Yields may eventually go back up to more normal levels. While it would be nice to have higher yields, the process of yields going up will be painful for bond investors. Our themes are trying to reduce this “interest rate risk”. We hope to reset to higher rates in the future, while reducing a potential loss in bond prices in 2022.

Investment Themes for 2022

Investment Themes for 2022

Let’s look ahead to 2022 and consider what investment themes we believe should be incorporated into our portfolio models. This process is not meant to be a prediction of whether markets will be up or down. I don’t think anyone can time the market successfully. (Here is my letter to clients from March 21, 2020 for reference.) Rather, my goal is to add value to our investment process in three ways.

One, we want to tilt towards areas of relative value. That means when one category is cheap and another is expensive, we want to have more of the cheap stocks and less of the expensive stocks. This sounds obvious, but many investors chase performance without regard to valuation. Inadvertently, they load up on expensive stocks. Tilting towards cheaper categories is inherently contrarian as we are often buying what has recently lagged.

Two, we aim to identify Satellite categories which are attractive under the current market environment. Unlike our Core positions, Satellite positions are temporary and may be removed in future years. Satellite investments are stocks or bonds in a smaller, more focused niche than our core funds. For example, a Floating Rate Bond fund would be a satellite fund, whereas an Investment Grade Bond Index fund would be a core position. We select satellite funds with the goal of enhancing returns.

Three, to diversify our portfolios better, we include Alternative investments. We are looking for investments outside of the usual stock and bond categories which might offer an acceptable return, but with low correlation to the risks of stock markets or interest rates. This could include Real Estate, Hedge Fund Strategies, Preferred Stocks, Convertible Bonds, Commodities, Managed Futures, etc. Typically, these provide some ballast when stocks have a Bear Market, so their primary purpose is to reduce risk, rather than to increase return.

Stocks in 2022

Today, we are looking at our investment themes for stocks for 2022; next week we will cover bonds and alternative investments. Needless to say, there is a lot of uncertainty about the stock market going into 2022. As investors, we have to come to terms with the fact that markets do not always provide us with a clear and obvious direction. Uncertainty is the normal state.

No one knows what will happen with the virus or with the Federal Reserve trying to slow inflation without hurting the economy. Those are the two big questions facing stock investors at the end of 2021. However, those are known unknowns. Often, markets are surprised more by the unknown unknowns – the risks we aren’t even considering right now.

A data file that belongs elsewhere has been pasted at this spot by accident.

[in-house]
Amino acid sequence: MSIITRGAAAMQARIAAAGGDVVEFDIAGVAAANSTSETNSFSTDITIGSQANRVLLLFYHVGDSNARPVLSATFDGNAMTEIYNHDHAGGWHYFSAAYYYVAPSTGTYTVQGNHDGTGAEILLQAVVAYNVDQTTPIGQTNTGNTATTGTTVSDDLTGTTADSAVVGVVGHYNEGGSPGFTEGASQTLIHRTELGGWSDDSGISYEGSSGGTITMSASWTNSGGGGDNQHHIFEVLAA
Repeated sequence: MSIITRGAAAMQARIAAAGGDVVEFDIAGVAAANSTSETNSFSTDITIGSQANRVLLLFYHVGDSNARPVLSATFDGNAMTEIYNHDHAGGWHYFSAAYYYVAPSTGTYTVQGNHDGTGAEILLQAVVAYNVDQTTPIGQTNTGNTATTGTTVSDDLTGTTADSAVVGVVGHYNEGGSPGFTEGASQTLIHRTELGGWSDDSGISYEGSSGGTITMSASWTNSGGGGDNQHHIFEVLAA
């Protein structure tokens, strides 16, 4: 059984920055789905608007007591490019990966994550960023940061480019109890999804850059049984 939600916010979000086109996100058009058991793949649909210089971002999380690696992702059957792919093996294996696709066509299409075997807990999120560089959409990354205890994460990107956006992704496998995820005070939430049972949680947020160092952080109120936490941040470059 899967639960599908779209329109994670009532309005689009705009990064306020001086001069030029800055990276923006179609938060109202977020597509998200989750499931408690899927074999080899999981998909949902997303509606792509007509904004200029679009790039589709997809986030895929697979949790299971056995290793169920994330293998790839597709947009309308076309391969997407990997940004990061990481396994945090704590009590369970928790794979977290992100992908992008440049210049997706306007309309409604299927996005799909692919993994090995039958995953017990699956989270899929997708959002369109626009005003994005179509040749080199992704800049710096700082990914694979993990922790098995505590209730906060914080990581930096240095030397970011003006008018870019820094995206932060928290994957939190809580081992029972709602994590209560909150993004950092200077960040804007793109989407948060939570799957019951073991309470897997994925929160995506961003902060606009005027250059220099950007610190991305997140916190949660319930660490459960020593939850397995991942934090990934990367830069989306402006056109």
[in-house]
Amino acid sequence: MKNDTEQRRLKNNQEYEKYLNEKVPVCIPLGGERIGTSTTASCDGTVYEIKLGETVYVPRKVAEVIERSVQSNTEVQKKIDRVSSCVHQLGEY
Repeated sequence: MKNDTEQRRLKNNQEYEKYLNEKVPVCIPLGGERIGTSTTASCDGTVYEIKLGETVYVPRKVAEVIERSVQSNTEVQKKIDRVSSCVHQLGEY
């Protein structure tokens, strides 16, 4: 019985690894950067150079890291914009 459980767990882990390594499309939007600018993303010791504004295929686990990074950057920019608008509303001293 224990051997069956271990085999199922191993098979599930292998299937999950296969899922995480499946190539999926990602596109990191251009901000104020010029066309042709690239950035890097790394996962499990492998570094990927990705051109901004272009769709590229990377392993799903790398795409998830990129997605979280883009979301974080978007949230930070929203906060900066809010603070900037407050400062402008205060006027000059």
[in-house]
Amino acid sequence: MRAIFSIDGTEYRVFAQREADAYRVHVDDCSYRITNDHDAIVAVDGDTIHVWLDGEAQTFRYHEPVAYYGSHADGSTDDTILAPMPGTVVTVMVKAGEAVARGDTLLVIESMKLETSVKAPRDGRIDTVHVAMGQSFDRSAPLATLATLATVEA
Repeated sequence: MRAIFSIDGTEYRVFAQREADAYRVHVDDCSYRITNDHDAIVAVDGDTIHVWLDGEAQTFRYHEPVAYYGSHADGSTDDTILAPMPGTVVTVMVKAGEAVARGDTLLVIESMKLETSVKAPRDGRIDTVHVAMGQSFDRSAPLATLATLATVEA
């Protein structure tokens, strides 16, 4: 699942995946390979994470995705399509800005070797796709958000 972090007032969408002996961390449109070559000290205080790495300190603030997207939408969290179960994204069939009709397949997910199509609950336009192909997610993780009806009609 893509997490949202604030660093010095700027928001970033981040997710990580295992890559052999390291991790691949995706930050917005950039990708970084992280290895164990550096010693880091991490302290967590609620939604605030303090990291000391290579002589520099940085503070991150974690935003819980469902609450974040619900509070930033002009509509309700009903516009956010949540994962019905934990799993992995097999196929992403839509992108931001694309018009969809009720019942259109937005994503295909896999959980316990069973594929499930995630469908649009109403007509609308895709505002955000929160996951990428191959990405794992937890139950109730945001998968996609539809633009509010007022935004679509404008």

Over the past 50 years, the S&P 500 Index was down 12 years, up 37 years, and exactly at 0% in 2011. The 10-year return of the S&P 500 is 16% a year. Being negative on stocks has proven to be a losing bet over time. Yes, you can lose money on stocks and past performance is no guarantee of future results. With that disclaimer, I see no reason to attempt to try to time the market today and withdraw from stocks.

Tilts: Value, International, Small

Here is what I am doing for 2022: weighing relative valuations between stock categories. There are stocks which have gone way up and are probably overvalued. But there are also stocks which have lagged and are relatively cheap. We can break this down three ways: Growth versus Value stocks, US versus International Stocks, and Large versus Small companies.

Growth has lead the markets for more than a decade. As a result, the spread between value and growth categories has widened to historic levels. In fact, the difference today between Value and Growth is equal to what it was during the Tech bubble in 1999. For 2022, we are increasing our tilt towards Value. While we have little in pure Growth funds, we will be reducing our cap weighted index funds, which have become concentrated in Growth names.

US Stocks have led international for a long-time and there is now a wide gap in valuations. US stocks, especially Growth, are expensive. Most US investors have a significant home bias. For 2022, we will shift a small percentage from US to International. We are already overweight in Emerging Markets, and are not adding to our positions in EM.

Small versus Large has been very interesting in 2021. In the US, Small Value has had a great year and looks promising for 2022. US Small Growth, however, lagged Large Growth by more than 20%. In other developed markets, small cap lagged large cap by a small amount. In Emerging Markets, small cap outperformed large cap by more than 20% year to date. There is not a uniform trend here, except that Small Value has done better than Small Growth. In terms of diversifying and looking for cheap stocks, our small cap selection will lean towards value rather than core or growth.

Taxes Matter